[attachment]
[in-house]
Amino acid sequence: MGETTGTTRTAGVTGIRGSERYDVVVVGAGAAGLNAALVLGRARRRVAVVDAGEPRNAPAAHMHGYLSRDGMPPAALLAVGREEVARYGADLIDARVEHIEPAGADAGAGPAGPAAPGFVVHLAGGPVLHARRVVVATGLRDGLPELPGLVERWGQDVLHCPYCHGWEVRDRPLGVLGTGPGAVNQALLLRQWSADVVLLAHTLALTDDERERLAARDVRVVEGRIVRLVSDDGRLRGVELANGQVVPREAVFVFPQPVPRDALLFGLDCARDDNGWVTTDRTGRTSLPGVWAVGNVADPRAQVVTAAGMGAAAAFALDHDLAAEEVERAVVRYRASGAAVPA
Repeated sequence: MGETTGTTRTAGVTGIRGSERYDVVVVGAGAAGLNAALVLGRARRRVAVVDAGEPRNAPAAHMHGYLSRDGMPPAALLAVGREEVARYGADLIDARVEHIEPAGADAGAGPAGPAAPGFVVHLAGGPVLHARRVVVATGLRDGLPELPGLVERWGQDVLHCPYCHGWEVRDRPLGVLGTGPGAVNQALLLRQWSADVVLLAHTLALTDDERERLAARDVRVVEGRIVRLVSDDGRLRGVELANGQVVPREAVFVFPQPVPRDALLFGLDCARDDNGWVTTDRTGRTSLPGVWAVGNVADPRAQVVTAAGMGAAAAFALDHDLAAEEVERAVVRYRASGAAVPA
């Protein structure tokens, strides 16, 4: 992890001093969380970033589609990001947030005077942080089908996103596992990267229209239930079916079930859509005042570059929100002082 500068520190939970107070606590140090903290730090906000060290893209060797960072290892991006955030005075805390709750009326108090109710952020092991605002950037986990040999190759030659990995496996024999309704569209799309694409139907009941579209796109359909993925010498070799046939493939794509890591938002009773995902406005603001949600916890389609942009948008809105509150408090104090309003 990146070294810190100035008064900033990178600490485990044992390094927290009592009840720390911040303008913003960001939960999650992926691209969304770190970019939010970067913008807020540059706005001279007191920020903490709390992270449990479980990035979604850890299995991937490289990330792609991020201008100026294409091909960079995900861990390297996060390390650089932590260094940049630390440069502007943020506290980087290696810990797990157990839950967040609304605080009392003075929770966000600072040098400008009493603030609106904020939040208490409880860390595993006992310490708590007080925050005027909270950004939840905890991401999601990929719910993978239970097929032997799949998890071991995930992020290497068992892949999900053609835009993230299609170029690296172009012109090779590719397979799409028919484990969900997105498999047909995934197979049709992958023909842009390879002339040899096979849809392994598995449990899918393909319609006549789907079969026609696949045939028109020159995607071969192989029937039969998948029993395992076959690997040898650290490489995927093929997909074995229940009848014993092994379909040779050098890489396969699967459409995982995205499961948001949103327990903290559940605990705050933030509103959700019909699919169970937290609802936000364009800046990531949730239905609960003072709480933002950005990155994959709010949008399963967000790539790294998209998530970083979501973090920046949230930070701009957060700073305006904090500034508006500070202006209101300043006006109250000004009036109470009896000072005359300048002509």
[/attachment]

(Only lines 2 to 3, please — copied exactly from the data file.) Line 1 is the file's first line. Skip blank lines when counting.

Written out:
Amino acid sequence: MGETTGTTRTAGVTGIRGSERYDVVVVGAGAAGLNAALVLGRARRRVAVVDAGEPRNAPAAHMHGYLSRDGMPPAALLAVGREEVARYGADLIDARVEHIEPAGADAGAGPAGPAAPGFVVHLAGGPVLHARRVVVATGLRDGLPELPGLVERWGQDVLHCPYCHGWEVRDRPLGVLGTGPGAVNQALLLRQWSADVVLLAHTLALTDDERERLAARDVRVVEGRIVRLVSDDGRLRGVELANGQVVPREAVFVFPQPVPRDALLFGLDCARDDNGWVTTDRTGRTSLPGVWAVGNVADPRAQVVTAAGMGAAAAFALDHDLAAEEVERAVVRYRASGAAVPA
Repeated sequence: MGETTGTTRTAGVTGIRGSERYDVVVVGAGAAGLNAALVLGRARRRVAVVDAGEPRNAPAAHMHGYLSRDGMPPAALLAVGREEVARYGADLIDARVEHIEPAGADAGAGPAGPAAPGFVVHLAGGPVLHARRVVVATGLRDGLPELPGLVERWGQDVLHCPYCHGWEVRDRPLGVLGTGPGAVNQALLLRQWSADVVLLAHTLALTDDERERLAARDVRVVEGRIVRLVSDDGRLRGVELANGQVVPREAVFVFPQPVPRDALLFGLDCARDDNGWVTTDRTGRTSLPGVWAVGNVADPRAQVVTAAGMGAAAAFALDHDLAAEEVERAVVRYRASGAAVPA